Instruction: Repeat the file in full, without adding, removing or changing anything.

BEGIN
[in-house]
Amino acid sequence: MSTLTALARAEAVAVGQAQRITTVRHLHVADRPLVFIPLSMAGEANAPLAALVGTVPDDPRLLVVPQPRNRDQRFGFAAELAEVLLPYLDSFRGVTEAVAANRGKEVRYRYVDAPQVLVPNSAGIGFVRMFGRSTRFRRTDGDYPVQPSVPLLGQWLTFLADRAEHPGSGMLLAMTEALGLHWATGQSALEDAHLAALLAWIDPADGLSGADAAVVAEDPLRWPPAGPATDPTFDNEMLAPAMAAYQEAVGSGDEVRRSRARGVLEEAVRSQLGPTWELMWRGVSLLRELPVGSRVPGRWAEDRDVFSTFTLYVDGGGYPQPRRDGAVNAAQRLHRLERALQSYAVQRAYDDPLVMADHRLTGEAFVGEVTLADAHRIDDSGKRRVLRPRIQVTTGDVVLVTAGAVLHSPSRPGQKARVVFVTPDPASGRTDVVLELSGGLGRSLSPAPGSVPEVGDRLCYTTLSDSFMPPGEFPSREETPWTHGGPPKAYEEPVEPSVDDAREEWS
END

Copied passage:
[in-house]
Amino acid sequence: MSTLTALARAEAVAVGQAQRITTVRHLHVADRPLVFIPLSMAGEANAPLAALVGTVPDDPRLLVVPQPRNRDQRFGFAAELAEVLLPYLDSFRGVTEAVAANRGKEVRYRYVDAPQVLVPNSAGIGFVRMFGRSTRFRRTDGDYPVQPSVPLLGQWLTFLADRAEHPGSGMLLAMTEALGLHWATGQSALEDAHLAALLAWIDPADGLSGADAAVVAEDPLRWPPAGPATDPTFDNEMLAPAMAAYQEAVGSGDEVRRSRARGVLEEAVRSQLGPTWELMWRGVSLLRELPVGSRVPGRWAEDRDVFSTFTLYVDGGGYPQPRRDGAVNAAQRLHRLERALQSYAVQRAYDDPLVMADHRLTGEAFVGEVTLADAHRIDDSGKRRVLRPRIQVTTGDVVLVTAGAVLHSPSRPGQKARVVFVTPDPASGRTDVVLELSGGLGRSLSPAPGSVPEVGDRLCYTTLSDSFMPPGEFPSREETPWTHGGPPKAYEEPVEPSVDDAREEWS